An investment adviser is any person who, for compensation, engages in the business of advising others, either directly or through publications, writings or electronic means, as to the value of securities or as to the advisability of investing in, purchasing or selling securities, or who, for compensation and as a part of a regular business, issues or promulgates analyses or reports concerning securities. Investment advisers may manage, on a day-to-day basis, client stock portfolios, use discretionary powers to make investment decisions, perform market timing, prepare financial plans involving securities or publish reports on securities. However, Wisconsin does not regulate by title, and merely calling oneself a financial planner, for example, does not trigger the investment adviser registration requirement if that person does not give advice on securities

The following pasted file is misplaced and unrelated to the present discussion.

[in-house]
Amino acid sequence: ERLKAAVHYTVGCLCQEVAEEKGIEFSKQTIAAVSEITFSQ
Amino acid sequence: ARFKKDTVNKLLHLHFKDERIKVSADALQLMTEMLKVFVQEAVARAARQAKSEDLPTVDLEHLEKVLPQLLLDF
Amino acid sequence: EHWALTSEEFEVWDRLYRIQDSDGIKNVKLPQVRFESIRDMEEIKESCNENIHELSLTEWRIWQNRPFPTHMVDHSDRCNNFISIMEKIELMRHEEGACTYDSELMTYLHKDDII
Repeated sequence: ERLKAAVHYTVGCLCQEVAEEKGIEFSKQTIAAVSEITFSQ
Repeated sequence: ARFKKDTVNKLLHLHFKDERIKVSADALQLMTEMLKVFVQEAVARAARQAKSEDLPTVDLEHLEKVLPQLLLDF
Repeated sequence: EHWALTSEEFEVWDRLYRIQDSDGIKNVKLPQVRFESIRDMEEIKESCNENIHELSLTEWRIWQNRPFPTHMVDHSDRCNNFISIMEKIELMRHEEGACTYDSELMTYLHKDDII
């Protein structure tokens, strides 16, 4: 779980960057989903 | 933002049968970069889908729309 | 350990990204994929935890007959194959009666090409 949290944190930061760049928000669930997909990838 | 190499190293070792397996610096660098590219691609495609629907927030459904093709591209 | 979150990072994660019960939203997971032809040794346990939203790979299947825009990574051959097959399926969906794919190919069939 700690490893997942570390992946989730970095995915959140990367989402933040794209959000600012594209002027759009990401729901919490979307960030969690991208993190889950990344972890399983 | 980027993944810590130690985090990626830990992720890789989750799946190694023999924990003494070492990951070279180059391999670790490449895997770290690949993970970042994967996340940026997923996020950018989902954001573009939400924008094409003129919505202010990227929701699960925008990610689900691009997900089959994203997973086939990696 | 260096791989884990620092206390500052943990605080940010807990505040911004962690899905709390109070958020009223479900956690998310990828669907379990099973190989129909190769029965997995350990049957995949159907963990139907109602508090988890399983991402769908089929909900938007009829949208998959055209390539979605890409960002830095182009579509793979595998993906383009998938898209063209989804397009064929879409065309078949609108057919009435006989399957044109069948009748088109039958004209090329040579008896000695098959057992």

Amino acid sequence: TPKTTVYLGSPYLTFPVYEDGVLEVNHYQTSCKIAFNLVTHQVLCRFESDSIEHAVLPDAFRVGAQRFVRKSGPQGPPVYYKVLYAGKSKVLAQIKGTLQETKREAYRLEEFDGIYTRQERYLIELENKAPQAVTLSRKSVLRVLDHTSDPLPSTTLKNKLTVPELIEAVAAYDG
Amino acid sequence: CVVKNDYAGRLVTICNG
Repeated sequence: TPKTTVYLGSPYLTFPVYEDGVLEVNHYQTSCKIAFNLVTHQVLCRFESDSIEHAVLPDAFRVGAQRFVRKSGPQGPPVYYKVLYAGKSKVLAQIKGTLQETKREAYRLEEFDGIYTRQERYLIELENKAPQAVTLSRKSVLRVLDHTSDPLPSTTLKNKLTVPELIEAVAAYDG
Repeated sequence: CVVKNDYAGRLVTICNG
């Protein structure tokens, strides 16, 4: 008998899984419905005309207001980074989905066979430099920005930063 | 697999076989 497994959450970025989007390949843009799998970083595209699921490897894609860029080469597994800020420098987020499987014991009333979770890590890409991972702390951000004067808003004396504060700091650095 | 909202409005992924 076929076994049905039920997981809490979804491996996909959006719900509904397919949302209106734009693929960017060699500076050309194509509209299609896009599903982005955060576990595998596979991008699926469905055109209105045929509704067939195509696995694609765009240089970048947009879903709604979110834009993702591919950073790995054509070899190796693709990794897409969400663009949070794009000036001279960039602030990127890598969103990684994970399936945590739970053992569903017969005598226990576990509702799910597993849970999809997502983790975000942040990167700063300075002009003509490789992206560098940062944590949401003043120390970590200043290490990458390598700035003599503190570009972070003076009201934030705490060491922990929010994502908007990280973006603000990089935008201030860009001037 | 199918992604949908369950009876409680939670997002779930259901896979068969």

With the passage of the National Securities Markets Improvement Act in 1996, regulation of investment advisers was divided between the US Securities & Exchange Commission and state regulators. The dividing line for regulation is based upon the amount of assets under management of the investment adviser or the types of clients the adviser has. An adviser who has $25 million or more in assets under management, or who is an adviser to an investment company, is required to register only with the SEC. Advisers who do not have $25 million in assets under management, or who do not manage assets at all, such as fee-only planners or those whose only business is soliciting clients for other advisers, are subject to the registration requirements of the states in which they conduct business.
State regulated investment advisers must be registered if they have a place of business in Wisconsin or if they have more than five Wisconsin clients in a 12 month period. Federal covered advisers must make a notice filing if they have a place of business in Wisconsin or if they have more than five Wisconsin clients in a 12 month period.